Section 80-15 contains another key provision of the article, which provides for the establishment of an electrical board. Guidelines for determining the duties of the board, membership selection, and responsibilities are included. The board, once established, becomes the controlling entity responsible for compliance with the Code. Many communities have no electrical board and this can have significant impact for electrical contractors and for the entire electrical industry within the community.
The foundation for good electrical enforcement begins with a comprehensive system for reviewing, issuing, and administering electrical permits. Section 80-19 establishes this system and provides guidance for issuing permits. The section includes exceptions that might be considered outside the scope of the permit system and the means by which a permit may be obtained. Contractors have the option of pulling individual permits for each project or applying for an annual permit.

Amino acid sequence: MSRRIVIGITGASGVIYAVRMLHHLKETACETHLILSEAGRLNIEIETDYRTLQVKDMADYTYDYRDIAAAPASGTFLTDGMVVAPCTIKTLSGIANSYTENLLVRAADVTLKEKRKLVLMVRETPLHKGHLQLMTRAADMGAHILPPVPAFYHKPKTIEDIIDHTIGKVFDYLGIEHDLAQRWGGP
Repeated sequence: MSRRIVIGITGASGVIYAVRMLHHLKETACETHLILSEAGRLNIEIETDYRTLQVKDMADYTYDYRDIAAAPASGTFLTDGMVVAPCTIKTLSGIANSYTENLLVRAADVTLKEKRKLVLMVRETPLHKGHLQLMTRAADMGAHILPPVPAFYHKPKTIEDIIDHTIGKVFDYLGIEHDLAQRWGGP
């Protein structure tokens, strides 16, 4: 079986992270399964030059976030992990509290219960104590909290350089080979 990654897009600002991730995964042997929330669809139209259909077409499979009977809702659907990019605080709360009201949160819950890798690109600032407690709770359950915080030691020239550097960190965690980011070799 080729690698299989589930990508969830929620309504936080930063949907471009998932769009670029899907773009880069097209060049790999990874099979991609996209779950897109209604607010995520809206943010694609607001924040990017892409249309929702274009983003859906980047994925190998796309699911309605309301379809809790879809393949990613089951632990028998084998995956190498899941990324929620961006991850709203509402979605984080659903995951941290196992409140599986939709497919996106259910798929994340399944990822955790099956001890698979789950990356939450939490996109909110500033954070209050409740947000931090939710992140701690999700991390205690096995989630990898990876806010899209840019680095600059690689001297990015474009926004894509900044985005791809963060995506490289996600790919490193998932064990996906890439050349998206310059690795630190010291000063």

Once the permit system is in place, means must be established for conducting electrical inspections. Section 80-19(f) requires “(U)pon the completion of any installation of electrical equipment which has been made under a permit other than an annual permit, it shall be the duty of the person, firm or corporation making the installation to notify the Electrical Inspector having jurisdiction, who shall inspect the work within a reasonable time.”
Clearly, the contractor is responsible for notifying the electrical inspector and obtaining an inspection. The section also requires the electrical inspector, at regular intervals, to “visit all buildings and premises where work may be done under annual permits and shall inspect all electric equipment installed under such permits since the date of the previous inspection.”